Equine Diabetes

Written by heather savant
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Equine Diabetes
Horses can be diagnosed with diabetes just like humans. (horse image by Penny Williams from Fotolia.com)

Diabetes is a well known disease among humans. However, humans are not the only mammals that can be diagnosed with diabetes. Some horses also must battle this disease with the help of their owners.

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What is Diabetes?

Diabetes is a disease in which the pancreas is not able to produce enough insulin. Insulin is a hormone that tells the body's cells to take in glucose, also known as blood sugar. Glucose is the body's primary energy source. Often insulin resistance, when the cells reject insulin, leads into diabetes.

Equine Diabetes
Too much sugar and not enough insulin can lead to diabetes. (lump sugar in a glass sugar-basin image by Maria Brzostowska from Fotolia.com)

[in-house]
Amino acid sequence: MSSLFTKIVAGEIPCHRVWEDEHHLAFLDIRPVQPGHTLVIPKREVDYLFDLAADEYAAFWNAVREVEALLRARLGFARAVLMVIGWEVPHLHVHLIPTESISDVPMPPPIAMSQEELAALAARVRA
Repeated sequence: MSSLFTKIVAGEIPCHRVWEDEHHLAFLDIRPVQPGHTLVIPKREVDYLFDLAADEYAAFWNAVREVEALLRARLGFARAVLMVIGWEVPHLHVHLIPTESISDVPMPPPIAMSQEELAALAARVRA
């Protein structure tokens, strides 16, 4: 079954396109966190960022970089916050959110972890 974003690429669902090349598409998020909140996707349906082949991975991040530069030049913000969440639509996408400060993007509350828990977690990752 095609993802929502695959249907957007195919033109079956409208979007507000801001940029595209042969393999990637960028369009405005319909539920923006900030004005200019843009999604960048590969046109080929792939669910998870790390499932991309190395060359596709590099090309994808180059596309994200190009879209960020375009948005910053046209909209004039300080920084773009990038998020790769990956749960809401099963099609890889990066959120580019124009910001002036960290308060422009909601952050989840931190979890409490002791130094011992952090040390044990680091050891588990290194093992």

Genetic Causes

For more than 30 years, veterinarians have recognised that many ponies are naturally insulin resistant. This gives ponies an advantage in the wild by allowing them to gain a lot of weight when food is plenty and then live off the fat when it isn't.

Equine Diabetes
Many ponies are naturally insulin resistant. (welsh mountain pony image by Harvey Hudson from Fotolia.com)

Overfeeding

Overfeeding is another cause of diabetes in horses. Too many treats, sugar cubes and apples are not always good. However, not all horses who have been overfed will become insulin resistant.

Consequences

Insulin resistance causes obesity, which can be damaging to the horse's skeletal system, heart and joints by putting undue stress on them. Laminitis, or foundering, is another consequence of insulin resistance. Loss of weight and muscle mass can also occur because the horse's cells are starving for glucose.

Treatments

Diet and exercise are the best treatments for diabetes and insulin resistance in horses. At this time there are no medications available to treat horses with diabetes.

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